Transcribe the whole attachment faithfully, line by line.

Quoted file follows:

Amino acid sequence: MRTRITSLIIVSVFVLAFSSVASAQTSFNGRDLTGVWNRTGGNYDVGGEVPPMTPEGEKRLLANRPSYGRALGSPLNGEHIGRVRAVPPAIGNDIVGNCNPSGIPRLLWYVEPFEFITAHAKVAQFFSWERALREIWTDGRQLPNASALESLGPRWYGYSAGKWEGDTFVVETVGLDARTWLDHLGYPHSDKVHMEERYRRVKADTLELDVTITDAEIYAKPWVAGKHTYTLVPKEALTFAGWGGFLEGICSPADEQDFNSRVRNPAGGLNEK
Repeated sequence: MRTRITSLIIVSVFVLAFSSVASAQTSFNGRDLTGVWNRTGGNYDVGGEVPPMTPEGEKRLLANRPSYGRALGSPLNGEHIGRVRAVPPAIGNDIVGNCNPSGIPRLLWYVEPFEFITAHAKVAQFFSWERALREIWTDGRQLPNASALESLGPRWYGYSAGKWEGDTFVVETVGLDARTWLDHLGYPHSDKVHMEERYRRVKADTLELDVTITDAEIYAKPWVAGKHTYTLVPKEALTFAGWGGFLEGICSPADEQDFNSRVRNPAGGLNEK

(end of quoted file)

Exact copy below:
Amino acid sequence: MRTRITSLIIVSVFVLAFSSVASAQTSFNGRDLTGVWNRTGGNYDVGGEVPPMTPEGEKRLLANRPSYGRALGSPLNGEHIGRVRAVPPAIGNDIVGNCNPSGIPRLLWYVEPFEFITAHAKVAQFFSWERALREIWTDGRQLPNASALESLGPRWYGYSAGKWEGDTFVVETVGLDARTWLDHLGYPHSDKVHMEERYRRVKADTLELDVTITDAEIYAKPWVAGKHTYTLVPKEALTFAGWGGFLEGICSPADEQDFNSRVRNPAGGLNEK
Repeated sequence: MRTRITSLIIVSVFVLAFSSVASAQTSFNGRDLTGVWNRTGGNYDVGGEVPPMTPEGEKRLLANRPSYGRALGSPLNGEHIGRVRAVPPAIGNDIVGNCNPSGIPRLLWYVEPFEFITAHAKVAQFFSWERALREIWTDGRQLPNASALESLGPRWYGYSAGKWEGDTFVVETVGLDARTWLDHLGYPHSDKVHMEERYRRVKADTLELDVTITDAEIYAKPWVAGKHTYTLVPKEALTFAGWGGFLEGICSPADEQDFNSRVRNPAGGLNEK